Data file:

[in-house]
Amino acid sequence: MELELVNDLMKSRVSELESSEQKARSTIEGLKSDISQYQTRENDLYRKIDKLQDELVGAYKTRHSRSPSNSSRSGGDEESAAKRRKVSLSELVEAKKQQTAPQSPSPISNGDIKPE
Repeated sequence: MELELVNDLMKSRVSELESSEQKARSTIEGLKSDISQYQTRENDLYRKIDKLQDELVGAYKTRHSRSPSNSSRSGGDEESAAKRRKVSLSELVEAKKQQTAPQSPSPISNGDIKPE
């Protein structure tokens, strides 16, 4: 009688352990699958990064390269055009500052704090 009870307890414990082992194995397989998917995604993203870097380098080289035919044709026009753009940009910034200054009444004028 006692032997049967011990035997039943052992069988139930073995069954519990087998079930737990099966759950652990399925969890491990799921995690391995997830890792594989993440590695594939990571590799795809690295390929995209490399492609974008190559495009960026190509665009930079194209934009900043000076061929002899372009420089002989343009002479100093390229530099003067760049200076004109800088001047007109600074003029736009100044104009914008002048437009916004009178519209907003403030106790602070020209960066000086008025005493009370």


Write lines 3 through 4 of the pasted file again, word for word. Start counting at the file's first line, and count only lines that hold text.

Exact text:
Repeated sequence: MELELVNDLMKSRVSELESSEQKARSTIEGLKSDISQYQTRENDLYRKIDKLQDELVGAYKTRHSRSPSNSSRSGGDEESAAKRRKVSLSELVEAKKQQTAPQSPSPISNGDIKPE
């Protein structure tokens, strides 16, 4: 009688352990699958990064390269055009500052704090 009870307890414990082992194995397989998917995604993203870097380098080289035919044709026009753009940009910034200054009444004028 006692032997049967011990035997039943052992069988139930073995069954519990087998079930737990099966759950652990399925969890491990799921995690391995997830890792594989993440590695594939990571590799795809690295390929995209490399492609974008190559495009960026190509665009930079194209934009900043000076061929002899372009420089002989343009002479100093390229530099003067760049200076004109800088001047007109600074003029736009100044104009914008002048437009916004009178519209907003403030106790602070020209960066000086008025005493009370």